Mr. Williams — a Twitter founder, a co-creator of Blogger — set everyone free, providing tools to address the world. In the history of communications technology, it was a development with echoes of Gutenberg.

And so here we are in 2017. How’s it going, Mr. Williams?

“I think the internet is broken,” he says. He has believed this for a few years, actually. But things are getting worse. “And it’s a lot more obvious to a lot of people that it’s broken.”

People are using Facebook to showcase suicides, beatings and murder, in real time. Twitter is a hive of trolling and abuse that it seems unable to stop. Fake news, whether created for ideology or profit, runs rampant. Four out of 10 adult internet users said in a Pew survey that they had been harassed online. And that was before the presidential campaign heated up last year.

“I thought once everybody could speak freely and exchange information and ideas, the world is automatically going to be a better place,” Mr. Williams says. “I was wrong about that.” [Continue reading…]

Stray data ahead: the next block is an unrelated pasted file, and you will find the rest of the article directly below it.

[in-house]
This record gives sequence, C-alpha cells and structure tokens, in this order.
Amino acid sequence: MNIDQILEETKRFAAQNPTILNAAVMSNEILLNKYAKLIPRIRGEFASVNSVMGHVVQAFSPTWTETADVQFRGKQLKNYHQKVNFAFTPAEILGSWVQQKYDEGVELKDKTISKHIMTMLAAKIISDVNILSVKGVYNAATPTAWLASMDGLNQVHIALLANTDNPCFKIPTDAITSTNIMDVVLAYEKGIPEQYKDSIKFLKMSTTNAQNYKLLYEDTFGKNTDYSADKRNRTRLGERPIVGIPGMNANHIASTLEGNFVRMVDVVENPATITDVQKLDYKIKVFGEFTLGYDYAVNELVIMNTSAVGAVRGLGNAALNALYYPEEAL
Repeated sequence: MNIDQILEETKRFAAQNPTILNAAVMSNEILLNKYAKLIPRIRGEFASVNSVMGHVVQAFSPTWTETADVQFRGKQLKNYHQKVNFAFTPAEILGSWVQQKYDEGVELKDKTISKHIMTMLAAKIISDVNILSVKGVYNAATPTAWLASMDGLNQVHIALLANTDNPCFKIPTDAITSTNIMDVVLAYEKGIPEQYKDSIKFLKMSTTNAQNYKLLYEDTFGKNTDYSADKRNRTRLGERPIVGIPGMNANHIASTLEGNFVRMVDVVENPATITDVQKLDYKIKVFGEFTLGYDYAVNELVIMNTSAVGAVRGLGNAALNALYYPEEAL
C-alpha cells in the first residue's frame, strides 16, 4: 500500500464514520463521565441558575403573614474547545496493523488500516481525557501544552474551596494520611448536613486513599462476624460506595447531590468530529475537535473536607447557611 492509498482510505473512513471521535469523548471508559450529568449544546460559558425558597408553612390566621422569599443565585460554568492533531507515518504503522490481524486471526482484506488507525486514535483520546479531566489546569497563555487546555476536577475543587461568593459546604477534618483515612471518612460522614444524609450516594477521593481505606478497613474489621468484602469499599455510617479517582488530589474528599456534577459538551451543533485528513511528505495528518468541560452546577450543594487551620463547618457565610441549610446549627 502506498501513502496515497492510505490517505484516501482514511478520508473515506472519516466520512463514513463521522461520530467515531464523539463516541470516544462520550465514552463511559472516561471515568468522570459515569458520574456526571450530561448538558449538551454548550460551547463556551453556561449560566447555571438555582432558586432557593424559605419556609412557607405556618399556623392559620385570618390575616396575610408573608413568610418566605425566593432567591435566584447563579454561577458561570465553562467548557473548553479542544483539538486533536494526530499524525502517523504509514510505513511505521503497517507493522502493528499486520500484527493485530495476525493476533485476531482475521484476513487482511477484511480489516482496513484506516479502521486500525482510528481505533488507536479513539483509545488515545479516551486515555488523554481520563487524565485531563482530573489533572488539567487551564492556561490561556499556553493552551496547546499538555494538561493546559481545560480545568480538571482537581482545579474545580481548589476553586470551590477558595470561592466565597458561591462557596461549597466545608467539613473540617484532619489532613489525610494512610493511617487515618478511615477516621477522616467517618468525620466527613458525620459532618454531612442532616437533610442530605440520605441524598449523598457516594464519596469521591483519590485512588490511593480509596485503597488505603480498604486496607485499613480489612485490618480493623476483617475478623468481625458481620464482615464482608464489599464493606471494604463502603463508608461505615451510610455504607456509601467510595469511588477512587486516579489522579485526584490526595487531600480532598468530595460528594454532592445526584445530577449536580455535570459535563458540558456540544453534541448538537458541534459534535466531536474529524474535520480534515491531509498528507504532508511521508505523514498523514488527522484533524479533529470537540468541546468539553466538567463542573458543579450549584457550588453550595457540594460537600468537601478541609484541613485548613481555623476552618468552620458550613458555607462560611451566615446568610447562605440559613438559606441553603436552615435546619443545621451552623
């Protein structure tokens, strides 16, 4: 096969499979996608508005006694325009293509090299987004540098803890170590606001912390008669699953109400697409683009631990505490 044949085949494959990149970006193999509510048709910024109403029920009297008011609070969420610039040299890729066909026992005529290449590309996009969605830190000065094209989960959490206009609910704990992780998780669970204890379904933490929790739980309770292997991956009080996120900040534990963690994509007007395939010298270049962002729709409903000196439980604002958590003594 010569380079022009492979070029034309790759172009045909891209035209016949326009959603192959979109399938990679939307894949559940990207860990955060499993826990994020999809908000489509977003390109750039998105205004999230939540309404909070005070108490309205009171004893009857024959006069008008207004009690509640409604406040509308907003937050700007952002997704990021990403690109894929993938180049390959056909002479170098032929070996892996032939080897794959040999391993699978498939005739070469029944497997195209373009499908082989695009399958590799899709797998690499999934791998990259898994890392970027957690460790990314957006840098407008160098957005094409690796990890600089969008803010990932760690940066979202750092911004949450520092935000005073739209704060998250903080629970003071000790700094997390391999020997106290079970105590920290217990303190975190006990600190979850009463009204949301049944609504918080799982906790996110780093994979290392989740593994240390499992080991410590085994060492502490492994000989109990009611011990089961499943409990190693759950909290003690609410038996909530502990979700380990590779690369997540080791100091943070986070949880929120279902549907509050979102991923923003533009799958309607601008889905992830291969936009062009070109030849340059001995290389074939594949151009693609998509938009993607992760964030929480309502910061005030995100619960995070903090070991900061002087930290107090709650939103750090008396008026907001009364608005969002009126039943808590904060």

Facebooktwittermail

Video shows Erdogan watching his security guards beating up peaceful protesters in Washington

 

Facebooktwittermail

State Dept condemns ‘brutal attack’ carried out by Turkish officials against peaceful protesters in Washington

 

The New York Times reports: Supporters of President Recep Tayyip Erdogan of Turkey, including his government security forces and several armed individuals, violently charged a group of protesters outside the Turkish ambassador’s residence here on Tuesday night in what the police characterized as “a brutal attack.”

Eleven people were injured, including a police officer, and nine were taken to a hospital, the Metropolitan Police chief, Peter Newsham, said at a news conference on Wednesday. Two Secret Service agents were also assaulted in the melee, according to a federal law enforcement official.

The State Department condemned the attack as an assault on free speech and warned Turkey that the action would not be tolerated. “We are communicating our concern to the Turkish government in the strongest possible terms,” said Heather Nauert, a State Department spokeswoman.

A group of Republican lawmakers went a step further, calling the episode an “affront to the United States” and calling for Turkey to apologize. [Continue reading…]

Facebooktwittermail

After Trump welcomed Erdogan, the Turkish president’s bodyguards beat up protesters in Washington